The senior Mr. Bush and Reagan found they could trust Sidey. I learned that early in our relationship, and I selected him to be my guest when, during the Strategic Arms Limitation Talks in 1970, the Soviets in a rare goodwill gesture allowed me to wander secretly in the nonpublic parts of the Kremlin and visit small chapels where deceased czars were buried. Each chapel was devoted to an individual czar, and each included much ancient art and gold. It was quite a contrast from the more barren communist buildings within the Kremlin walls.
Sidey’s great sense of humor was sometimes apparent in his writing and always so in his personal dealings.
In 1958, he accompanied Vice President Nixon to Alaska to cover the new state’s first federal election. I took the vice president and the press to Fairbanks to get pictures of Nixon riding with the Republican candidates in a dog sled.
Sidey decided to organize his own dog sled race and found two reporters to ride with him against a dog sled including Pat Nixon, Rose Mary Woods and this writer. The press won when Pat Nixons’ sled hit a stump and overturned. Sidey said his part in history was spilling the vice president’s wife in the snow.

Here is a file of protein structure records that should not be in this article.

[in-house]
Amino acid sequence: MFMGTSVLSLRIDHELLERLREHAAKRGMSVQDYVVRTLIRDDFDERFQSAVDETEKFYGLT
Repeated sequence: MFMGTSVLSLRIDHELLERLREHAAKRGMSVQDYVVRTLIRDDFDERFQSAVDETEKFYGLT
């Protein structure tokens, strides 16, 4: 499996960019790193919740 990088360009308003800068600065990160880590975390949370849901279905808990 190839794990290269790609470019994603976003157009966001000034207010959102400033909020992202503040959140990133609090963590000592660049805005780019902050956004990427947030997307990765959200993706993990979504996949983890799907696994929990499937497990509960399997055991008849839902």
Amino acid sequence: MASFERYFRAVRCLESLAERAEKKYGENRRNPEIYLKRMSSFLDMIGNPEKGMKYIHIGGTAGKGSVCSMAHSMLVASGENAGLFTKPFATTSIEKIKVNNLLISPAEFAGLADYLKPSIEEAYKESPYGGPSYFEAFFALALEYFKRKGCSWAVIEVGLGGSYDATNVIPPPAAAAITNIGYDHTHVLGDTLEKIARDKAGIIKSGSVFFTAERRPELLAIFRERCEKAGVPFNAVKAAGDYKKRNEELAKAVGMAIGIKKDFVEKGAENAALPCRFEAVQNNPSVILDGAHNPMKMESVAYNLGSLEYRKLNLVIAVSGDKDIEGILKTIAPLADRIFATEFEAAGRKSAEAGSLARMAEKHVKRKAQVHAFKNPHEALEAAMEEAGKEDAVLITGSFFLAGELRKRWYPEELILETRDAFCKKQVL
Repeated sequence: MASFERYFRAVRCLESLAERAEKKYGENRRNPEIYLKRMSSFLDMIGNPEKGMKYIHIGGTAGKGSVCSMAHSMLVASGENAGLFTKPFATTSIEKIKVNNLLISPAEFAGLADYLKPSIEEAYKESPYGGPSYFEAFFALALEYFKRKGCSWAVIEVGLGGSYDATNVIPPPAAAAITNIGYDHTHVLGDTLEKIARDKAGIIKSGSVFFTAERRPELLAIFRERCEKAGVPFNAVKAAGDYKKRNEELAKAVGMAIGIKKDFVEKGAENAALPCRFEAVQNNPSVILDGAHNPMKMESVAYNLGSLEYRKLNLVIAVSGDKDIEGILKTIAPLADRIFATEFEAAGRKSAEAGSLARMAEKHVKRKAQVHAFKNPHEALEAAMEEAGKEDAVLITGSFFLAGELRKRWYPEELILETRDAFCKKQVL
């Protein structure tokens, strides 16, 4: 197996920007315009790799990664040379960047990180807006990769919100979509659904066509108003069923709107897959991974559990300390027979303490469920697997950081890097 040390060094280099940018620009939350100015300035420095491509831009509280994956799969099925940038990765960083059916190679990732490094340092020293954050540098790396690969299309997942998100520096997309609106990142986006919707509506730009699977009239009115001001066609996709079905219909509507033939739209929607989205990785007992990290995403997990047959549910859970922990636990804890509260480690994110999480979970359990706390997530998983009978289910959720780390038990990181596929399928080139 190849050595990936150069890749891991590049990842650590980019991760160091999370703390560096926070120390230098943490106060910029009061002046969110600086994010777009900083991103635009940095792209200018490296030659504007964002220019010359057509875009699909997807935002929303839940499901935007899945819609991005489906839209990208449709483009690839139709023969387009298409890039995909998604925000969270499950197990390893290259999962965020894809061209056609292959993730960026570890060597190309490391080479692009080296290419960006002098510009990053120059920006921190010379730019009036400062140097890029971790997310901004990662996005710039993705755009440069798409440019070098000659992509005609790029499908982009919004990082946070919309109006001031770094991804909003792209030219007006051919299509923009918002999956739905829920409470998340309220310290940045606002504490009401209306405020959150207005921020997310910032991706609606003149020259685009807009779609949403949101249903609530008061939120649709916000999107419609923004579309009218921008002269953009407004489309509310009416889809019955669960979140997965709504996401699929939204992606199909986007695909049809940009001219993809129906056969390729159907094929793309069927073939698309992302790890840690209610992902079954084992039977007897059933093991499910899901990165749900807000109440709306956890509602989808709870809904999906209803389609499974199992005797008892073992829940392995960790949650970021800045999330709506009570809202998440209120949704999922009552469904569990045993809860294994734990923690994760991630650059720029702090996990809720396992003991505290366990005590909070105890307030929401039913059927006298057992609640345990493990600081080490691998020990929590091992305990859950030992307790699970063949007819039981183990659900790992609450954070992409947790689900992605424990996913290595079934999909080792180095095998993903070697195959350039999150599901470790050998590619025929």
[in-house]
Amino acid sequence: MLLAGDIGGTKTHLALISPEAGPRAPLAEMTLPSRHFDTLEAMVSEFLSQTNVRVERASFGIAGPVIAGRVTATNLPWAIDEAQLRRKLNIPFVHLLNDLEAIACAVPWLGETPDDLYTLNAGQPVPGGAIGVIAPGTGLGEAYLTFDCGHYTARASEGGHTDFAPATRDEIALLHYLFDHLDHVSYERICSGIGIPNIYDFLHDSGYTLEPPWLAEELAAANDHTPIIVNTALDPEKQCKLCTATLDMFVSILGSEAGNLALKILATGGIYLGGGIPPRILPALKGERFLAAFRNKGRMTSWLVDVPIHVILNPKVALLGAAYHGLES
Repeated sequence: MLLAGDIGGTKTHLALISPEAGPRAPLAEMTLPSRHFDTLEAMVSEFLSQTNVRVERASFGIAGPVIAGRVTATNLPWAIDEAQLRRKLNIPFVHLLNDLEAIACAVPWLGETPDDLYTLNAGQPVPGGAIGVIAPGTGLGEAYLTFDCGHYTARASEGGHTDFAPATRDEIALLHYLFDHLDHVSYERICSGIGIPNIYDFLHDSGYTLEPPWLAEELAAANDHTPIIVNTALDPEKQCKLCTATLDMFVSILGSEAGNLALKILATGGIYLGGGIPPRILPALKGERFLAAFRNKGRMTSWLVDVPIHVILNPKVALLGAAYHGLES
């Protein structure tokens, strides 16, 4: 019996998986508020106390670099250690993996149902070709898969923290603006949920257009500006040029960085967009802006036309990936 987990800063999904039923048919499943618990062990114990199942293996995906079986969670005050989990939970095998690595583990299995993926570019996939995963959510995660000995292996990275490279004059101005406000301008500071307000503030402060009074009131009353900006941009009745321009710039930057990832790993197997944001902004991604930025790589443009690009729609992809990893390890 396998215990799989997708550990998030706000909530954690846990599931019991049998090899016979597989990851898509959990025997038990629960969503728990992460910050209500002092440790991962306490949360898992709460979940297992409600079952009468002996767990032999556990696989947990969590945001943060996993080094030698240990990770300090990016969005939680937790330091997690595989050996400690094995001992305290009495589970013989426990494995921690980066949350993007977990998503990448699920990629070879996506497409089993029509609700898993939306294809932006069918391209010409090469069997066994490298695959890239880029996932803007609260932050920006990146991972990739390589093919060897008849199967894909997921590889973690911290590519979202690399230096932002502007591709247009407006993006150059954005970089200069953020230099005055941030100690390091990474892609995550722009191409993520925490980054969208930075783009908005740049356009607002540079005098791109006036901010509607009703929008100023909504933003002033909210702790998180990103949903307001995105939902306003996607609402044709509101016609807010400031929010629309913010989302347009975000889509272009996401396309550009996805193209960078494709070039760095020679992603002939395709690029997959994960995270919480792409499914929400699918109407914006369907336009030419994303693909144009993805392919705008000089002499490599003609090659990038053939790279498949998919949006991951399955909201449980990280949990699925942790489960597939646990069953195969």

In his book, “Portraits of the Presidents,” Sidey summarized his view of the presidency in three paragraphs:
“The presidency remains the most sought-after, analyzed and scrutinized political office man has devised. We have poked and peered at each succeeding president with increased ferocity. I well recall my first briefing around the desk of Jim Hagerty, Ike’s press secretary. There were no more than 12 White House correspondents, and when told there would be no news that day, we all drifted off to lunch and other pursuits.
“Now there can be as many as a hundred correspondents on routine news days, each looking for some fragment that can be built into a story for the evening broadcasts, the morning newspapers or the instant Internet. With the advent of television, the president has become the central player in a world spectacle, not only the wielder of the terrible swift sword, guardian of the purse, arbiter of good and evil, but also the star of a giant soap opera, complete with wife, kids, dogs and a big house full of guests. President-watching remains an intriguing, often surprising and dramatic business.
“With each new president, we probe deeper and we learn more. And yet the final analysis of the human soul still eludes us, thank goodness. As for myself, give me a man or woman with common sense, a passion for fair play, a knowledge of his or her nation and the world, an itch for adventure, a touch of romance about his or her role and a good dash of boldness, and I think we will fare quite well. When a president with some of those qualities understands his own special strengths and can admit his weaknesses, burnishing the former and avoiding the latter, we can expect greatness in the Oval Office.”
It is my view no one ever has reported on the presidency more interestingly or more accurately.
The “gentleman reporter” will be missed by his peers and by the nation.
Herbert G. Klein is a national fellow of the American Enterprise Institute, retired editor-in-chief of Copley Newspapers and former Nixon White House director of communications.